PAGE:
Hundreds of false alarms chased down by the Chilliwack Fire Department personnel have wasted valuable resources over the years.
That was part of a sweeping staff report received at city hall Tuesday, followed by the introduction of new bylaws by council to tackle the problem, including fines for prolific offenders.
The biggest sore spot for fire officials is the all-too-common burnt toast scenario that the proposed new rules will seek to address.
A whopping total of 717 fire calls to single family homes came from monitored home security systems in the past four years. In 99 per cent of those cases or 708 of them, the owners were at home at the time of the fire call.
“It’s the most important aspect of this bylaw,” explained assistant fire chief Ian Josephson. “Say someone at home burns their toast. The smoke detector goes off because it’s wired into the security system. The monitoring company then calls us first.
“We’re almost out the door before the call gets cleared, so it ends up being a wasted call.”
False alarms were acknowledged as a growing concern for the department by Fire Chief Rick Ryall back in 2007, and the consensus was it was going to require new legislation to be drafted, he said.
They’ve been doing their due diligence and building the business case for the changes ever since.
“The biggest issue for us was the risk of getting caught out at a nuisance call when a real fire call comes through,” said Josephson. “We could be faced with a delayed response because we’re not downtown where we should have been.”
The monitoring companies had to step up and take responsibility, to allow the fire department to use its resources more effectively, he said.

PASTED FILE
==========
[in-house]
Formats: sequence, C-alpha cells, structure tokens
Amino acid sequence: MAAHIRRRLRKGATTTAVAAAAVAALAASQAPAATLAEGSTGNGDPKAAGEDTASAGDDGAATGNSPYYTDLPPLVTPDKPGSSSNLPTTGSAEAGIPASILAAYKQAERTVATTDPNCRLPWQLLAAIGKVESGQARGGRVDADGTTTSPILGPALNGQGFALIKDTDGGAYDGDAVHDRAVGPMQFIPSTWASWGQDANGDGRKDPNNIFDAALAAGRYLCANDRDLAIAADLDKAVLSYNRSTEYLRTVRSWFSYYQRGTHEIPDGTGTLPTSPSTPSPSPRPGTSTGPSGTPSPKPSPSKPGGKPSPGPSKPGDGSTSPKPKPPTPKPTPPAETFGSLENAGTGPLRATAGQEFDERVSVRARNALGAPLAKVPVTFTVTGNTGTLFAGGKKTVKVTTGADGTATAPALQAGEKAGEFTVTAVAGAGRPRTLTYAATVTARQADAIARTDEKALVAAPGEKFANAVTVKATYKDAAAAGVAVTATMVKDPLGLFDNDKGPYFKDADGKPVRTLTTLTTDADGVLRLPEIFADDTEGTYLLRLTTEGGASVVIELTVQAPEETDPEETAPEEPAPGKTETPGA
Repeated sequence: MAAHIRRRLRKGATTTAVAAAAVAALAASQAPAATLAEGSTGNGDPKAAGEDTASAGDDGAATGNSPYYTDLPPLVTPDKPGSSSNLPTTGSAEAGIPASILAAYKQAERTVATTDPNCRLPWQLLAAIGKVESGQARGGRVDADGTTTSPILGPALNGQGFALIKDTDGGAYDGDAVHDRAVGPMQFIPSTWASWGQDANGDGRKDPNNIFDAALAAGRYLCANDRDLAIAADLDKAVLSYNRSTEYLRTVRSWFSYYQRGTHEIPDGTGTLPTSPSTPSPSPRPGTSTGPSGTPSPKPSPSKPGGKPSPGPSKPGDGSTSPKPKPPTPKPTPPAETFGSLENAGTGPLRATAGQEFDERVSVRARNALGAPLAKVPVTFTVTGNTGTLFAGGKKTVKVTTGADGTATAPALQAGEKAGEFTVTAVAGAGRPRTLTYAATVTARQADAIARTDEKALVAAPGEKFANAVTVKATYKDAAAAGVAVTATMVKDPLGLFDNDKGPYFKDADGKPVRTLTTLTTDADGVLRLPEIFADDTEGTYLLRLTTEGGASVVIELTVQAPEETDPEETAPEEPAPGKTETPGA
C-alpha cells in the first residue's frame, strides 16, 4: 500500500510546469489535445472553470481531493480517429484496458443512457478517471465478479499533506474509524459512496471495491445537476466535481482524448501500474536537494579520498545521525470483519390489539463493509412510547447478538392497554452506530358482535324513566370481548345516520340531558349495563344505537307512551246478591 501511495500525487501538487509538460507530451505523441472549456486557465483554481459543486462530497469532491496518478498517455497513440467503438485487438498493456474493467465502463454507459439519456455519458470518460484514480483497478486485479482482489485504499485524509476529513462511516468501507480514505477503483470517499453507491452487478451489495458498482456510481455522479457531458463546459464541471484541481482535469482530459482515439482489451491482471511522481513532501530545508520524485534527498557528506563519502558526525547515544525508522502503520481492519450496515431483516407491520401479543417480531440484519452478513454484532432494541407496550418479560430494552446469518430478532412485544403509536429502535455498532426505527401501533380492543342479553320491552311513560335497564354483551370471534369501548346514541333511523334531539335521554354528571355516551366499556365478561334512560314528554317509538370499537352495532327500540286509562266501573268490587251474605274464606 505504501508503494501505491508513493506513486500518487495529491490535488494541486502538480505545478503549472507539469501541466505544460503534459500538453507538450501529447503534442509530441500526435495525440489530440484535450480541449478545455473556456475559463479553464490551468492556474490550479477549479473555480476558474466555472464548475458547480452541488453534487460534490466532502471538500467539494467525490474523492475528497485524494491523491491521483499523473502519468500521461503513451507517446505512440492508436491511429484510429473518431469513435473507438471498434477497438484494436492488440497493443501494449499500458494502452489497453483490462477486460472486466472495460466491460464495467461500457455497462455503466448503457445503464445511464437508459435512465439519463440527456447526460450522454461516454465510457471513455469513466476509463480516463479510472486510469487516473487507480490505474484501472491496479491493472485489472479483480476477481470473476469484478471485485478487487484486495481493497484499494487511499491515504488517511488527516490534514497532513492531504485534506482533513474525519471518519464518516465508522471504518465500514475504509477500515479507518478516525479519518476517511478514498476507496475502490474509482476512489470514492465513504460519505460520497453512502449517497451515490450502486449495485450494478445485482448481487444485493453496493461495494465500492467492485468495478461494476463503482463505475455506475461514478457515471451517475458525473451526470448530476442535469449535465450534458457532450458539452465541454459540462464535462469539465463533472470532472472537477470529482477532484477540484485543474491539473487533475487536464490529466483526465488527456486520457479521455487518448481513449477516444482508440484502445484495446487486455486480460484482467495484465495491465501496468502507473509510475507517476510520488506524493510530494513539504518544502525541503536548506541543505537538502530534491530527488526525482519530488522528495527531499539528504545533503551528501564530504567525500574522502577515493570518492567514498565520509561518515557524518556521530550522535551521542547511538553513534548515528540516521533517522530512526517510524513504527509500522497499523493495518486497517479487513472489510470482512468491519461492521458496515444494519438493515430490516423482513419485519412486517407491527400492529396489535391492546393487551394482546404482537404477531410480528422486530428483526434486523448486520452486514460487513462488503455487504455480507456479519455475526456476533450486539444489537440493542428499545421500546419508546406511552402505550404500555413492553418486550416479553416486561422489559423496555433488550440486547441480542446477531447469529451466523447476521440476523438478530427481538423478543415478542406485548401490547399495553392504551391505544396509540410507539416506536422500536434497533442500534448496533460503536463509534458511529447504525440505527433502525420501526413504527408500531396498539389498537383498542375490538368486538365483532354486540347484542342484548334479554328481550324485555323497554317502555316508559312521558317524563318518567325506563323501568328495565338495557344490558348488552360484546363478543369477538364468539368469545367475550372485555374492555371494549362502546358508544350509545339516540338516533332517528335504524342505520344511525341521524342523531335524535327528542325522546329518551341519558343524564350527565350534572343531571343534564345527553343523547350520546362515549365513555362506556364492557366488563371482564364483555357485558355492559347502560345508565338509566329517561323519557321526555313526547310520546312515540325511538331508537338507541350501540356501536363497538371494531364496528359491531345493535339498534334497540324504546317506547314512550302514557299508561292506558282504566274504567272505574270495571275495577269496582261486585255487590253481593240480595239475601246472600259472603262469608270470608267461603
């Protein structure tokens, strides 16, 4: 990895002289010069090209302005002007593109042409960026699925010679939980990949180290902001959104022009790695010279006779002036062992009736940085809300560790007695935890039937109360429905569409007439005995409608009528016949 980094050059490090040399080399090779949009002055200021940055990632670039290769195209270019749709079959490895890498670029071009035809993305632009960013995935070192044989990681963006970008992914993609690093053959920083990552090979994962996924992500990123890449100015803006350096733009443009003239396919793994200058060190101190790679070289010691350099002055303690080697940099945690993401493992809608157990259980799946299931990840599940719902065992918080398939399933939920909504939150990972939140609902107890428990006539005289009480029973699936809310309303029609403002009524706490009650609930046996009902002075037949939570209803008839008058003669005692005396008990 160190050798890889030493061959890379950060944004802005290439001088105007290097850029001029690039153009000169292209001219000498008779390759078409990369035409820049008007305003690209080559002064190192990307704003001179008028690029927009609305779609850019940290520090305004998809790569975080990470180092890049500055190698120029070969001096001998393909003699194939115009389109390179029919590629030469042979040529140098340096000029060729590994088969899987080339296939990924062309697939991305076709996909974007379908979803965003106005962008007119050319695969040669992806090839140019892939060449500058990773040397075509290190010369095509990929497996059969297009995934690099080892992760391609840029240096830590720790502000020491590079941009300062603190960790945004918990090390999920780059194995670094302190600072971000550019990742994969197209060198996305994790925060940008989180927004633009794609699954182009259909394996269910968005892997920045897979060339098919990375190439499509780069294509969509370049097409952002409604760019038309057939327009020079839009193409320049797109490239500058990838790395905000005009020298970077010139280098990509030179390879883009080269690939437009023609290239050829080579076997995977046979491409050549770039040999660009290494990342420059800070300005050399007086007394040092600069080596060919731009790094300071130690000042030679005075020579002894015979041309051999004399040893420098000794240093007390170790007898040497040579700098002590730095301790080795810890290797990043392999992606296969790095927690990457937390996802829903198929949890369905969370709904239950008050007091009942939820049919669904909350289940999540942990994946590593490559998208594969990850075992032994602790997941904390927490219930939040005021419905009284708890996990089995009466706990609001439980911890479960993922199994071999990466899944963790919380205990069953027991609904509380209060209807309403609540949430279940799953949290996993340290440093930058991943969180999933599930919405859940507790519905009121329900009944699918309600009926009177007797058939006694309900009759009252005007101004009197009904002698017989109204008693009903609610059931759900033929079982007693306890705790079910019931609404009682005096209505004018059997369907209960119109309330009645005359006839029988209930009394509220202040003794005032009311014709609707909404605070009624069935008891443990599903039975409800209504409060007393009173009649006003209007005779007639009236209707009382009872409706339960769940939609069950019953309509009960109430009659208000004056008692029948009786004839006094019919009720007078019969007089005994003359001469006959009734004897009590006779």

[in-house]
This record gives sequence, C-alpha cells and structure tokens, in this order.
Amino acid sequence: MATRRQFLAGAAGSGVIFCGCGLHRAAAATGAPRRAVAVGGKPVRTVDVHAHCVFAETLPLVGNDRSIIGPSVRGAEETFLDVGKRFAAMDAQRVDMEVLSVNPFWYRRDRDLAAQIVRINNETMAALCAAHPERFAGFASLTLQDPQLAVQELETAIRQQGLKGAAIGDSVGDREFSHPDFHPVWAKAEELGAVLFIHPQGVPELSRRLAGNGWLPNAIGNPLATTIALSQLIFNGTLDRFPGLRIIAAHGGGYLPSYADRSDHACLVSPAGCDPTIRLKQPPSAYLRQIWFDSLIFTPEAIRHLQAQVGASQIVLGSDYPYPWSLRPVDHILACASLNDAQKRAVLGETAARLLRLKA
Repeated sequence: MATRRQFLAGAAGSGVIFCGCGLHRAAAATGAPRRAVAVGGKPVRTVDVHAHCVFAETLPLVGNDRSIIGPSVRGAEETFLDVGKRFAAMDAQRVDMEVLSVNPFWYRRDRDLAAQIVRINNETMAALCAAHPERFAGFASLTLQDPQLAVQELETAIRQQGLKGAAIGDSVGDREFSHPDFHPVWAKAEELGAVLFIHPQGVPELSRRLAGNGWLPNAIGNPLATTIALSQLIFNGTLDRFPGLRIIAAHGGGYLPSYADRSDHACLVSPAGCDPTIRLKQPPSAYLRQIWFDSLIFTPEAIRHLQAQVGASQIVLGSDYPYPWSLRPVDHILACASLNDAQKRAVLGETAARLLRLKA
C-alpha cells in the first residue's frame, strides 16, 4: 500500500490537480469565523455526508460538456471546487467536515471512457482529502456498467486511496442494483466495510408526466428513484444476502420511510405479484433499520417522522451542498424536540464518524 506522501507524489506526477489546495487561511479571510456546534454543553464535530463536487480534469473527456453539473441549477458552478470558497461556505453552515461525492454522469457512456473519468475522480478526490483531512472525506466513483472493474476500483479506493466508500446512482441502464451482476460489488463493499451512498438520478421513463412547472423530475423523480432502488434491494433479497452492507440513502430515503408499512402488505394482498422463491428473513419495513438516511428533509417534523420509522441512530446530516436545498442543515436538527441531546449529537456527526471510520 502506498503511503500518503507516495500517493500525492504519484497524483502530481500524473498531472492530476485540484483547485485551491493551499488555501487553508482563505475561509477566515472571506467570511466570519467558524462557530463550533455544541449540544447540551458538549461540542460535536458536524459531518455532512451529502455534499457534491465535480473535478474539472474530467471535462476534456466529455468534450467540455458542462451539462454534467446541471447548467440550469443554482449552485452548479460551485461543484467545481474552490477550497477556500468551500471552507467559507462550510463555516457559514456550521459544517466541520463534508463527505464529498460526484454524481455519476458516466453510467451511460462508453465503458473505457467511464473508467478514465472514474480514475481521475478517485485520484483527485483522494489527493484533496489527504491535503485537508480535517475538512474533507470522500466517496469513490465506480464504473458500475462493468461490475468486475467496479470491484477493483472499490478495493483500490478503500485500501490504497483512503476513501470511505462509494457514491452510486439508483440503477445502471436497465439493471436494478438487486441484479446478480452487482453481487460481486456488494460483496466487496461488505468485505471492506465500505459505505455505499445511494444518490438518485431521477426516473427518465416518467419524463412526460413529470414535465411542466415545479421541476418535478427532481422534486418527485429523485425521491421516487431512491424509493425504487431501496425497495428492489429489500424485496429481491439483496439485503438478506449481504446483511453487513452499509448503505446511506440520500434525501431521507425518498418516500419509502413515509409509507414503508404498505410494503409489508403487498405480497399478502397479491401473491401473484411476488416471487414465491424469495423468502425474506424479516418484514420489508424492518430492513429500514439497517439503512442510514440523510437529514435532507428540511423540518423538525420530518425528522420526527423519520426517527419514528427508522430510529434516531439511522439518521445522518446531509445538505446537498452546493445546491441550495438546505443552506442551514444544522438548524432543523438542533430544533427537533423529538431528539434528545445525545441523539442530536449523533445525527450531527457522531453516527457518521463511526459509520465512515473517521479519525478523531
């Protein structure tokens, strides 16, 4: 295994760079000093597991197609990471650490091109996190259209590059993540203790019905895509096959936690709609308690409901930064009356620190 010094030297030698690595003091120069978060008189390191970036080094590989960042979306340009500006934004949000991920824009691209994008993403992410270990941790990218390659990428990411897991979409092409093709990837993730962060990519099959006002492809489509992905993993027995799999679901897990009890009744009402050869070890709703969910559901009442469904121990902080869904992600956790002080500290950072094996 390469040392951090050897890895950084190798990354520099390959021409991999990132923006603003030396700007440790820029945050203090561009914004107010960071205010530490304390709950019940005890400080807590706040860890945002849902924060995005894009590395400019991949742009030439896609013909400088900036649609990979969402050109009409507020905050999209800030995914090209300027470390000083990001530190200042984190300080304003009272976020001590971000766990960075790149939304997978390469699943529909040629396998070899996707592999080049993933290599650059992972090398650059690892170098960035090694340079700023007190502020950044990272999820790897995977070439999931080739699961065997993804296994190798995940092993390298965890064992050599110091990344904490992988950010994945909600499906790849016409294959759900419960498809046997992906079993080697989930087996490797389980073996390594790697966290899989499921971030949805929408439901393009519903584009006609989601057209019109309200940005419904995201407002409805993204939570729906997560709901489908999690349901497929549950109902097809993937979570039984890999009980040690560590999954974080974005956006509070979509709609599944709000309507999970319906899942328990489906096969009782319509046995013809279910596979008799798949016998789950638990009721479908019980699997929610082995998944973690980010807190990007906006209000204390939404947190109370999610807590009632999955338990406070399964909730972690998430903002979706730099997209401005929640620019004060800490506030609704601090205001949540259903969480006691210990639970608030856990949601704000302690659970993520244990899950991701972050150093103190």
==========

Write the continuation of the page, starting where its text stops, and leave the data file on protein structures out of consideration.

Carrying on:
“We’re saying they should be the ones to contact the home owner first. If they find out within 90 seconds that the home owners burned the toast, they can clear the call,” said Josephson.
“But they couldn’t do that without obtaining some sort of legal authorization through a bylaw.”
Other communities like Maple Ridge and Burnaby drafted bylaws to address the situation in a similar fashion.
The number of false alarms increased from 17 per cent of all calls in 2003, up to 31 per cent in 2010, and now represents the “single largest response type” for local fire officials.
Chilliwack RCMP handle about 2,000 calls a year from security alarms, using valuable resources and time to respond to the nuisance false alarms, according to the report.
“There is a direct cost to both emergency services in responding to these alarms with little or no benefit to public safety,” part of the staff report reads.
Fire alarm systems account for 68 per cent of all fire alarm responses by the fire department (22 per cent from multi-family buildings and 46 per cent from non-residential buildings).
Cooking mishaps and keypad errors topped the list of reasons for tripping alarms, followed by steam, smoking, dust and alarm testing. These accidental causes constitute 85 per cent of false alarms in security systems with smoke alarms, with the remaining 15 per cent due primarily to mechanical/electrical errors.
The new bylaw has provisions to fine property owners or levy fees when false alarms occur repeatedly. But they won’t be fining anyone willy-nilly, though.
“We’re going to be monitoring the calls and if we see numerous false alarms, we will try first to educate the owners to bring them into compliance.”
Only if they’re still unwilling to comply will they resort to levy fines or fees. But at least they’ll have gained the enforcement tools they needed to take action, he said.
Council gave introduction and three readings of the new bylaws. Final adoption by council is scheduled for the April 19 meeting.
“We’ll be pretty happy when this is finally passed,” said the fire official. “We hope it’s effective.”